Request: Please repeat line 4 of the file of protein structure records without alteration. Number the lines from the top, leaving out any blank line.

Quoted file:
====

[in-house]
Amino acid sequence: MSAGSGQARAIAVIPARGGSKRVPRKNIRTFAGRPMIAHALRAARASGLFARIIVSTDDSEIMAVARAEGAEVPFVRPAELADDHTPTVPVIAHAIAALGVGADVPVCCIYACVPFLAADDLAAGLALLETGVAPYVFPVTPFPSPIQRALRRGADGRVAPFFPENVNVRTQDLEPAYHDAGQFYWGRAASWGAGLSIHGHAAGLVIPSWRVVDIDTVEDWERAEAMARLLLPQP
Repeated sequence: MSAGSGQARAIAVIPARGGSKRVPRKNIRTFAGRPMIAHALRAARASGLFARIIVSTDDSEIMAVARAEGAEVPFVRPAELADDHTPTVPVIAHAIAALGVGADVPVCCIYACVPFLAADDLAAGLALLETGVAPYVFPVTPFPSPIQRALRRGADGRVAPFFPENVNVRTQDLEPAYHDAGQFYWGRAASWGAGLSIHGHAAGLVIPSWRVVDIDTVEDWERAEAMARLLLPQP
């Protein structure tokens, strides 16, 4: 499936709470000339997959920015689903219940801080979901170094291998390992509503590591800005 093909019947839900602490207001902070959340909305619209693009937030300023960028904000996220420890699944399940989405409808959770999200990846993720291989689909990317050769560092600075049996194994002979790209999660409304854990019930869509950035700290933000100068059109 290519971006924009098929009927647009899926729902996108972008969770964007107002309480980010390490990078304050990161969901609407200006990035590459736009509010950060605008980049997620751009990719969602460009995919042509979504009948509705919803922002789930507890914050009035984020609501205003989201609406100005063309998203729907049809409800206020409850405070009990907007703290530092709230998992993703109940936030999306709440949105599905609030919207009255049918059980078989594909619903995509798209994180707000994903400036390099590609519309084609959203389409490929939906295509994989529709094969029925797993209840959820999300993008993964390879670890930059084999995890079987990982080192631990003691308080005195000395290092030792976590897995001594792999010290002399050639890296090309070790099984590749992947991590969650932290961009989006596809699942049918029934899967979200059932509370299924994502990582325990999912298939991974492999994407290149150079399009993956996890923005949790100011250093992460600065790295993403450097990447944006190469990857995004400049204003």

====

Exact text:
């Protein structure tokens, strides 16, 4: 499936709470000339997959920015689903219940801080979901170094291998390992509503590591800005 093909019947839900602490207001902070959340909305619209693009937030300023960028904000996220420890699944399940989405409808959770999200990846993720291989689909990317050769560092600075049996194994002979790209999660409304854990019930869509950035700290933000100068059109 290519971006924009098929009927647009899926729902996108972008969770964007107002309480980010390490990078304050990161969901609407200006990035590459736009509010950060605008980049997620751009990719969602460009995919042509979504009948509705919803922002789930507890914050009035984020609501205003989201609406100005063309998203729907049809409800206020409850405070009990907007703290530092709230998992993703109940936030999306709440949105599905609030919207009255049918059980078989594909619903995509798209994180707000994903400036390099590609519309084609959203389409490929939906295509994989529709094969029925797993209840959820999300993008993964390879670890930059084999995890079987990982080192631990003691308080005195000395290092030792976590897995001594792999010290002399050639890296090309070790099984590749992947991590969650932290961009989006596809699942049918029934899967979200059932509370299924994502990582325990999912298939991974492999994407290149150079399009993956996890923005949790100011250093992460600065790295993403450097990447944006190469990857995004400049204003």